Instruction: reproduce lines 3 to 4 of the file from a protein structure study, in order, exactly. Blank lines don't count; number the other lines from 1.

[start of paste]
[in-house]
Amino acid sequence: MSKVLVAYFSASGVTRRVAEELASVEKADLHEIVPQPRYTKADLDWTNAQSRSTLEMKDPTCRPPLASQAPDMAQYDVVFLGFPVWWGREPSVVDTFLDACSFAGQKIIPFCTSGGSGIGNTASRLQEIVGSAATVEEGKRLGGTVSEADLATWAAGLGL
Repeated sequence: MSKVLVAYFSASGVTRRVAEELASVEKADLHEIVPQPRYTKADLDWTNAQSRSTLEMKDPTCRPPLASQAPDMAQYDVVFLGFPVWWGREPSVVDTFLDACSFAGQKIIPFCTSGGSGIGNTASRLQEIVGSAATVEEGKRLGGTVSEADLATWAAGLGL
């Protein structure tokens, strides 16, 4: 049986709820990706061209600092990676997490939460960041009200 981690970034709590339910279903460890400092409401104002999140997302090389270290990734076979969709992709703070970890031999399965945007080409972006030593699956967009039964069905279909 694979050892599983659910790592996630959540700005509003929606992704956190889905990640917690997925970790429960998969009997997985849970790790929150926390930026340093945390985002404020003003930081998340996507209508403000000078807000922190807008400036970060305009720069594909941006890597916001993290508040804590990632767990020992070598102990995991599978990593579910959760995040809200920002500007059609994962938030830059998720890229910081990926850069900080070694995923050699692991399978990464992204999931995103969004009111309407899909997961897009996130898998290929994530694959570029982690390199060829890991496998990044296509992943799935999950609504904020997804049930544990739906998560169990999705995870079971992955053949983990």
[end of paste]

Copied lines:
Repeated sequence: MSKVLVAYFSASGVTRRVAEELASVEKADLHEIVPQPRYTKADLDWTNAQSRSTLEMKDPTCRPPLASQAPDMAQYDVVFLGFPVWWGREPSVVDTFLDACSFAGQKIIPFCTSGGSGIGNTASRLQEIVGSAATVEEGKRLGGTVSEADLATWAAGLGL
């Protein structure tokens, strides 16, 4: 049986709820990706061209600092990676997490939460960041009200 981690970034709590339910279903460890400092409401104002999140997302090389270290990734076979969709992709703070970890031999399965945007080409972006030593699956967009039964069905279909 694979050892599983659910790592996630959540700005509003929606992704956190889905990640917690997925970790429960998969009997997985849970790790929150926390930026340093945390985002404020003003930081998340996507209508403000000078807000922190807008400036970060305009720069594909941006890597916001993290508040804590990632767990020992070598102990995991599978990593579910959760995040809200920002500007059609994962938030830059998720890229910081990926850069900080070694995923050699692991399978990464992204999931995103969004009111309407899909997961897009996130898998290929994530694959570029982690390199060829890991496998990044296509992943799935999950609504904020997804049930544990739906998560169990999705995870079971992955053949983990």